However, a decent part of our time, effort, and money is spent inefficiently because the knowledge added is hard to retrieve and, in fact, very little time, effort, and money is currently spent for improving the management of mathematical knowledge.
Of course, the advancements of computer technology, in particular the global web, promise to give us new tools of unprecedented power for making knowledge retrieval much more efficient and, of course, we already feel the practical and pleasant implications of this in our daily work when, by doing a few clicks, we get access to a huge amount of relevant information whose retrieval would have taken us many hours in libraries etc. just a couple of years ago.
However, I think that the urgently necessary improvement of mathematical knowledge management is essentially not a technological question but rather a deeply mathematical question and, in fact, a question of improving our abilities to do formal mathematics. I believe that mathematical knowledge management will turn out to be one of the most exciting future topics of mathematics and will lead to a new understanding of the fundamentals of mathematics in the same way as the foundational problems of mathematics in the early 20th century lead to a new, and much deeper, understanding of mathematics and to a whole wave of new directions, techniques and results. The impacts of advances in mathematical knowledge management on all of science and technology will be dramatic both because of the role of mathematics as the universal "thinking technology" of all science and technology and because techniques to be worked out for mathematical knowledge management will be applicable also for other, less structured, disciplines.
I also think that significant improvement in mathematical knowledge management will only be possible if the next generation of mathematicians reaches a much higher level in mastering the formal aspects of our field. Thus mathematical knowledge management is neither only a question of computer technology nor only a mathematical question but also a question of the sociology of the mathematical community. I am deeply convinced that ample time must be reserved for a thorough practical training of students in the formal and methodological aspects of mathematics in future math and computer science curricula. Only by combining the best tools of computer technology with a new and deep understanding and mastering of the structural formal fabrics of mathematics and the improved formal training of mathematicians will it be possible to reach a new level of accessibility and, hence, usefulness of mathematics.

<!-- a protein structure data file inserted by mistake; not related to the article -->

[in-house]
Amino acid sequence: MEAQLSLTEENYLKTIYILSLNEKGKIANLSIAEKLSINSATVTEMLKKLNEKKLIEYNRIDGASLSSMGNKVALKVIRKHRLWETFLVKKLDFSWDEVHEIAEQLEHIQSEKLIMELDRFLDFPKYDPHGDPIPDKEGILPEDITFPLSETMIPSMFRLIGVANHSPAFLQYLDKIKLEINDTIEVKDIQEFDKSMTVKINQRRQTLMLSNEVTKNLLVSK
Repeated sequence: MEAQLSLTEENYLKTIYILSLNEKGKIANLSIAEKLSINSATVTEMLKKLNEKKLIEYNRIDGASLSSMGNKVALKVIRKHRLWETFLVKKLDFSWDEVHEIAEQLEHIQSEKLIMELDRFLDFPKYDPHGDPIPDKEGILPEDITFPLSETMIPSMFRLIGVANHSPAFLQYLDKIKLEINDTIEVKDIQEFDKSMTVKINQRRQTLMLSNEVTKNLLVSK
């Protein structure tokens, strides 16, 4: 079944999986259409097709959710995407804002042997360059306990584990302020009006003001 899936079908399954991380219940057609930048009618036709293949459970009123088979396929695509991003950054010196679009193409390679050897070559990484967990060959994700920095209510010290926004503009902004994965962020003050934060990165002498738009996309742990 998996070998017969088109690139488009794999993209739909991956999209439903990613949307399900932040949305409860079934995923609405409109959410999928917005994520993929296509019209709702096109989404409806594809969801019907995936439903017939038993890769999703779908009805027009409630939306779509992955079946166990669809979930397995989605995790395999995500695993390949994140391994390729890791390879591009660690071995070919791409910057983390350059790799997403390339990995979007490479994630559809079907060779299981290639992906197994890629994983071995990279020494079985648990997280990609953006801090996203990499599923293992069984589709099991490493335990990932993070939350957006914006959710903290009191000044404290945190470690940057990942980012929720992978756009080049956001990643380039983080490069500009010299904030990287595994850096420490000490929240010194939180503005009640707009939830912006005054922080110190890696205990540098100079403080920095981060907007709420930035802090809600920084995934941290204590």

Because of the high topicality of the emerging field of mathematical knowledge management, I decided to guest-edit a special issue on this topic for the Annals of Mathematics and Artificial Intelligence and, in preparation of this special issue but organizationally independently, to organize an international workshop at RISC. I think that, as far as I know, this workshop is the first international event explicitly devoted to the topic of mathematical knowledge management in general and I am very happy that so many researchers representing so many different approaches are following our invitation. I am looking forward to presentations and discussions that will produce new interactions, ideas, projects and joint political activities for fast advancements in the next few years. In fact, some participants already proposed to host the future second and further editions of the MKM workshop. I think this is great and shows how timely and topical the workshop is.
Let me also take the opportunity to thank those who contributed to making the workshop possible, most prominently to Olga Caprotti, Christian Vogt, and Betina Curtis who basically structured, supervised and did all the preparatory work for this workshop so that I just could enjoy the excitement of the mathematical aspect of the field.